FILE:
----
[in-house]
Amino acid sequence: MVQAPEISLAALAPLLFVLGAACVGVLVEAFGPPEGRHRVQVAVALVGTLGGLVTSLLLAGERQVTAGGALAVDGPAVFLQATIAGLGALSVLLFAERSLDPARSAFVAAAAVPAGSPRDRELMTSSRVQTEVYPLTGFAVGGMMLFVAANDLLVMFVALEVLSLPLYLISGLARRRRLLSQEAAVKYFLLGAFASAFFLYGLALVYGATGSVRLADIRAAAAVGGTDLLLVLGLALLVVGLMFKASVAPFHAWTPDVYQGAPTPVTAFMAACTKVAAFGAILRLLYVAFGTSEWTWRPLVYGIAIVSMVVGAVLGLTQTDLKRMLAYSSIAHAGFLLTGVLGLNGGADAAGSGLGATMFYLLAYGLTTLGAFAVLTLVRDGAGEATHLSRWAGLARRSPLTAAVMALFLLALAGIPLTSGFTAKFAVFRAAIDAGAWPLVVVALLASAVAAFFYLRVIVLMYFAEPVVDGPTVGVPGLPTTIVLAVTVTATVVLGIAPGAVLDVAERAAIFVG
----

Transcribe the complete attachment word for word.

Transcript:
[in-house]
Amino acid sequence: MVQAPEISLAALAPLLFVLGAACVGVLVEAFGPPEGRHRVQVAVALVGTLGGLVTSLLLAGERQVTAGGALAVDGPAVFLQATIAGLGALSVLLFAERSLDPARSAFVAAAAVPAGSPRDRELMTSSRVQTEVYPLTGFAVGGMMLFVAANDLLVMFVALEVLSLPLYLISGLARRRRLLSQEAAVKYFLLGAFASAFFLYGLALVYGATGSVRLADIRAAAAVGGTDLLLVLGLALLVVGLMFKASVAPFHAWTPDVYQGAPTPVTAFMAACTKVAAFGAILRLLYVAFGTSEWTWRPLVYGIAIVSMVVGAVLGLTQTDLKRMLAYSSIAHAGFLLTGVLGLNGGADAAGSGLGATMFYLLAYGLTTLGAFAVLTLVRDGAGEATHLSRWAGLARRSPLTAAVMALFLLALAGIPLTSGFTAKFAVFRAAIDAGAWPLVVVALLASAVAAFFYLRVIVLMYFAEPVVDGPTVGVPGLPTTIVLAVTVTATVVLGIAPGAVLDVAERAAIFVG